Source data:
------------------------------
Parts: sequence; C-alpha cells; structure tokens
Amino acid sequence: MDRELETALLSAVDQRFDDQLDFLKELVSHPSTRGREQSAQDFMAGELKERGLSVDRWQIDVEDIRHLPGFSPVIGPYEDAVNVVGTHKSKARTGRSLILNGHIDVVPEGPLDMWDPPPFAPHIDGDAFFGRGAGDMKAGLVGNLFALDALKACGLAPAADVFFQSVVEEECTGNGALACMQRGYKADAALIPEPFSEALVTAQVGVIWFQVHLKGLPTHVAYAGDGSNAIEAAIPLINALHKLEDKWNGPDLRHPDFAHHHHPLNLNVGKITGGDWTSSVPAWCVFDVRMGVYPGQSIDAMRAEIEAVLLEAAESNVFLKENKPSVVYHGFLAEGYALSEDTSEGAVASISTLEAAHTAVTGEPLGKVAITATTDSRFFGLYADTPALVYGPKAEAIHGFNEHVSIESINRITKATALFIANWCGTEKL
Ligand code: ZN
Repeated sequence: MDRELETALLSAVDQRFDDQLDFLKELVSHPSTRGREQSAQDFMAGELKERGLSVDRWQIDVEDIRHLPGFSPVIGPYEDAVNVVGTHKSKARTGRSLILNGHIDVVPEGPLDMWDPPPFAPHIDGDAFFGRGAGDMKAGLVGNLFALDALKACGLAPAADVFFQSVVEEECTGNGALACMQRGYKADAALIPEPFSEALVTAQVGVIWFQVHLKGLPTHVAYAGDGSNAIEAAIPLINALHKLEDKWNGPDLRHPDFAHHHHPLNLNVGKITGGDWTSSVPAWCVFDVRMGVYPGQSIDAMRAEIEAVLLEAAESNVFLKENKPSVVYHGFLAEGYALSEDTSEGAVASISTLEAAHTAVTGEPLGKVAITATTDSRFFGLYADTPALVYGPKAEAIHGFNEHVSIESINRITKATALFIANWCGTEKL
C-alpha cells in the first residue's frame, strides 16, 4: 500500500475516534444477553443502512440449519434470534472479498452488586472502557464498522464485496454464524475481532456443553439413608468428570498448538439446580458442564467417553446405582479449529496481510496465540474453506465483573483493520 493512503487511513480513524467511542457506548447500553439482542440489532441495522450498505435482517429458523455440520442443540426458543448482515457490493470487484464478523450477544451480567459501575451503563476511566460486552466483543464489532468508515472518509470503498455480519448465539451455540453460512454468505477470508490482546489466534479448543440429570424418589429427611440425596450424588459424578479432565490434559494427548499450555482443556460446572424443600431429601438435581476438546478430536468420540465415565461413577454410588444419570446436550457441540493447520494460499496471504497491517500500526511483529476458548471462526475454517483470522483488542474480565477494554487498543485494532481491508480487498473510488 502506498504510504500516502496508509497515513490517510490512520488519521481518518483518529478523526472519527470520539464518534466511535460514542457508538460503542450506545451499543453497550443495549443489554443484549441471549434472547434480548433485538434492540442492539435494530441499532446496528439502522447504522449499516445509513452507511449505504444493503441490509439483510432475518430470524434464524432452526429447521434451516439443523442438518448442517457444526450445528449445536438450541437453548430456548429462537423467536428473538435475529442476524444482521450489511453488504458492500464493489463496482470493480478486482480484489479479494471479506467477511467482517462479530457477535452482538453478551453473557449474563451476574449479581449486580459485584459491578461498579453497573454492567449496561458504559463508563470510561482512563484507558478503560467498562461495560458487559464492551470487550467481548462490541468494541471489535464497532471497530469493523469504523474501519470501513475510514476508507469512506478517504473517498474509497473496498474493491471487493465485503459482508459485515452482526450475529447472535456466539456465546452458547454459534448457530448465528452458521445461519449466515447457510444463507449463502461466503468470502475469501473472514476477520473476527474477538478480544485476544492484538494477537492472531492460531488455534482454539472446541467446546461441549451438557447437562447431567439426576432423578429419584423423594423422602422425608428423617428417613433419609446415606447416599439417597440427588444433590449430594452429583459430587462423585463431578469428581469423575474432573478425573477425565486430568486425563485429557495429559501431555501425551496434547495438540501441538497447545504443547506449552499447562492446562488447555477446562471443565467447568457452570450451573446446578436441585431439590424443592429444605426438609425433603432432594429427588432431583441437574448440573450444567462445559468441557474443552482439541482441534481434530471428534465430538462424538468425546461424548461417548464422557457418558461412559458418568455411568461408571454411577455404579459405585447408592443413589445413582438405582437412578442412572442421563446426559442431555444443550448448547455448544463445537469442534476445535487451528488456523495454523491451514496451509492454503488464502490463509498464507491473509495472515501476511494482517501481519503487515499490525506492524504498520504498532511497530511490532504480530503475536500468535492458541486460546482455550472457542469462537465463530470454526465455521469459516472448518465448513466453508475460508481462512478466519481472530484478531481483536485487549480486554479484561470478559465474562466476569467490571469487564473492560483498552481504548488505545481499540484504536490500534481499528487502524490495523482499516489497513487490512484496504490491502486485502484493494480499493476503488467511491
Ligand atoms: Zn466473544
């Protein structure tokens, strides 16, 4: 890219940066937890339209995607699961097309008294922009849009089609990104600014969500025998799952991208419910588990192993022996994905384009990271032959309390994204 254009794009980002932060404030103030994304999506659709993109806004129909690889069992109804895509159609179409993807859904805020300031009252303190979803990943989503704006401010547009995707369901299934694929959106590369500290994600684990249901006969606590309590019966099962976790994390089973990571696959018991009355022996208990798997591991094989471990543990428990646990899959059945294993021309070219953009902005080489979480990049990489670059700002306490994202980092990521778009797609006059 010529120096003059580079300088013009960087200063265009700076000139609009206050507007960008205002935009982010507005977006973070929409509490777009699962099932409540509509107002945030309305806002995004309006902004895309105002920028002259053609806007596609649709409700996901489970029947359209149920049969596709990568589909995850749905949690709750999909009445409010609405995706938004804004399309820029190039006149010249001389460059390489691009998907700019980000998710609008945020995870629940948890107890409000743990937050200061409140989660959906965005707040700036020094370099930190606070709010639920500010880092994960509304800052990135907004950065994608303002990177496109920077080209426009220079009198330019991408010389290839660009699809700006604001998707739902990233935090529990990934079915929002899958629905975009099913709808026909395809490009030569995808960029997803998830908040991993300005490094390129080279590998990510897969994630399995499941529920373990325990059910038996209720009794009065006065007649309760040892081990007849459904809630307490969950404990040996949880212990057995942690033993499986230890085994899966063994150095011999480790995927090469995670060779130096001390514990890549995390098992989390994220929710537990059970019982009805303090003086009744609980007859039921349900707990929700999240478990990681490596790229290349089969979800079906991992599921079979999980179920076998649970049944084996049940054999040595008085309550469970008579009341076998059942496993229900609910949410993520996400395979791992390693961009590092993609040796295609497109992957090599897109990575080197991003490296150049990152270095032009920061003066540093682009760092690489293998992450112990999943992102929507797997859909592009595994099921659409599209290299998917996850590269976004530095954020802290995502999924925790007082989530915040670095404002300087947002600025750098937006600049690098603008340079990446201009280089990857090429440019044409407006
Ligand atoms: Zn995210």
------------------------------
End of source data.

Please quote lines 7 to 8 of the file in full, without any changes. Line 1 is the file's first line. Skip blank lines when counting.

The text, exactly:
């Protein structure tokens, strides 16, 4: 890219940066937890339209995607699961097309008294922009849009089609990104600014969500025998799952991208419910588990192993022996994905384009990271032959309390994204 254009794009980002932060404030103030994304999506659709993109806004129909690889069992109804895509159609179409993807859904805020300031009252303190979803990943989503704006401010547009995707369901299934694929959106590369500290994600684990249901006969606590309590019966099962976790994390089973990571696959018991009355022996208990798997591991094989471990543990428990646990899959059945294993021309070219953009902005080489979480990049990489670059700002306490994202980092990521778009797609006059 010529120096003059580079300088013009960087200063265009700076000139609009206050507007960008205002935009982010507005977006973070929409509490777009699962099932409540509509107002945030309305806002995004309006902004895309105002920028002259053609806007596609649709409700996901489970029947359209149920049969596709990568589909995850749905949690709750999909009445409010609405995706938004804004399309820029190039006149010249001389460059390489691009998907700019980000998710609008945020995870629940948890107890409000743990937050200061409140989660959906965005707040700036020094370099930190606070709010639920500010880092994960509304800052990135907004950065994608303002990177496109920077080209426009220079009198330019991408010389290839660009699809700006604001998707739902990233935090529990990934079915929002899958629905975009099913709808026909395809490009030569995808960029997803998830908040991993300005490094390129080279590998990510897969994630399995499941529920373990325990059910038996209720009794009065006065007649309760040892081990007849459904809630307490969950404990040996949880212990057995942690033993499986230890085994899966063994150095011999480790995927090469995670060779130096001390514990890549995390098992989390994220929710537990059970019982009805303090003086009744609980007859039921349900707990929700999240478990990681490596790229290349089969979800079906991992599921079979999980179920076998649970049944084996049940054999040595008085309550469970008579009341076998059942496993229900609910949410993520996400395979791992390693961009590092993609040796295609497109992957090599897109990575080197991003490296150049990152270095032009920061003066540093682009760092690489293998992450112990999943992102929507797997859909592009595994099921659409599209290299998917996850590269976004530095954020802290995502999924925790007082989530915040670095404002300087947002600025750098937006600049690098603008340079990446201009280089990857090429440019044409407006
Ligand atoms: Zn995210």